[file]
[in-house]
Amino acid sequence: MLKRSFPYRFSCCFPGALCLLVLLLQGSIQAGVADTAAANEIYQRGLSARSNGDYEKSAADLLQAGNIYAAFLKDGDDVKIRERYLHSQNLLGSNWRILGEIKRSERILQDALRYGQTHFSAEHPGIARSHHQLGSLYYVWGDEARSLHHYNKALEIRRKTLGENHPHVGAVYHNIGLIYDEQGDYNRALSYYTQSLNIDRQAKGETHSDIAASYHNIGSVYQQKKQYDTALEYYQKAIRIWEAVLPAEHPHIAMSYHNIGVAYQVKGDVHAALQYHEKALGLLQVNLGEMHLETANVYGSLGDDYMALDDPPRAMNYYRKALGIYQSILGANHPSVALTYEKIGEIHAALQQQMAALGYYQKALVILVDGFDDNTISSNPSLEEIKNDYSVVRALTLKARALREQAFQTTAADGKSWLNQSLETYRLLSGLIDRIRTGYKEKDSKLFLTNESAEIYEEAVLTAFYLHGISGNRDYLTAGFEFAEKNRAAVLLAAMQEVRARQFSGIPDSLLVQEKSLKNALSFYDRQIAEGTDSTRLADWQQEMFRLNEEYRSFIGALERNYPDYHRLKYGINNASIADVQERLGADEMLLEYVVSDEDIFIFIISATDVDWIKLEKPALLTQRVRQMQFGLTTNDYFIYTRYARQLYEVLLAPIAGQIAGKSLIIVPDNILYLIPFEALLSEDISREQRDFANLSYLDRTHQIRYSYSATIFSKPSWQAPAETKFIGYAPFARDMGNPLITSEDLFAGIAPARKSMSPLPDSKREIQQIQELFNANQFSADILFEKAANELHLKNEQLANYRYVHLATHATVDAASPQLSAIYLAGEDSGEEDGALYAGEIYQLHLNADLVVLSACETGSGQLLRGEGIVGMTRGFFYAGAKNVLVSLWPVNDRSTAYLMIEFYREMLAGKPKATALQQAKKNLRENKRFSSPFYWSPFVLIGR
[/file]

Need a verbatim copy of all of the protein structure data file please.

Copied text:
[in-house]
Amino acid sequence: MLKRSFPYRFSCCFPGALCLLVLLLQGSIQAGVADTAAANEIYQRGLSARSNGDYEKSAADLLQAGNIYAAFLKDGDDVKIRERYLHSQNLLGSNWRILGEIKRSERILQDALRYGQTHFSAEHPGIARSHHQLGSLYYVWGDEARSLHHYNKALEIRRKTLGENHPHVGAVYHNIGLIYDEQGDYNRALSYYTQSLNIDRQAKGETHSDIAASYHNIGSVYQQKKQYDTALEYYQKAIRIWEAVLPAEHPHIAMSYHNIGVAYQVKGDVHAALQYHEKALGLLQVNLGEMHLETANVYGSLGDDYMALDDPPRAMNYYRKALGIYQSILGANHPSVALTYEKIGEIHAALQQQMAALGYYQKALVILVDGFDDNTISSNPSLEEIKNDYSVVRALTLKARALREQAFQTTAADGKSWLNQSLETYRLLSGLIDRIRTGYKEKDSKLFLTNESAEIYEEAVLTAFYLHGISGNRDYLTAGFEFAEKNRAAVLLAAMQEVRARQFSGIPDSLLVQEKSLKNALSFYDRQIAEGTDSTRLADWQQEMFRLNEEYRSFIGALERNYPDYHRLKYGINNASIADVQERLGADEMLLEYVVSDEDIFIFIISATDVDWIKLEKPALLTQRVRQMQFGLTTNDYFIYTRYARQLYEVLLAPIAGQIAGKSLIIVPDNILYLIPFEALLSEDISREQRDFANLSYLDRTHQIRYSYSATIFSKPSWQAPAETKFIGYAPFARDMGNPLITSEDLFAGIAPARKSMSPLPDSKREIQQIQELFNANQFSADILFEKAANELHLKNEQLANYRYVHLATHATVDAASPQLSAIYLAGEDSGEEDGALYAGEIYQLHLNADLVVLSACETGSGQLLRGEGIVGMTRGFFYAGAKNVLVSLWPVNDRSTAYLMIEFYREMLAGKPKATALQQAKKNLRENKRFSSPFYWSPFVLIGR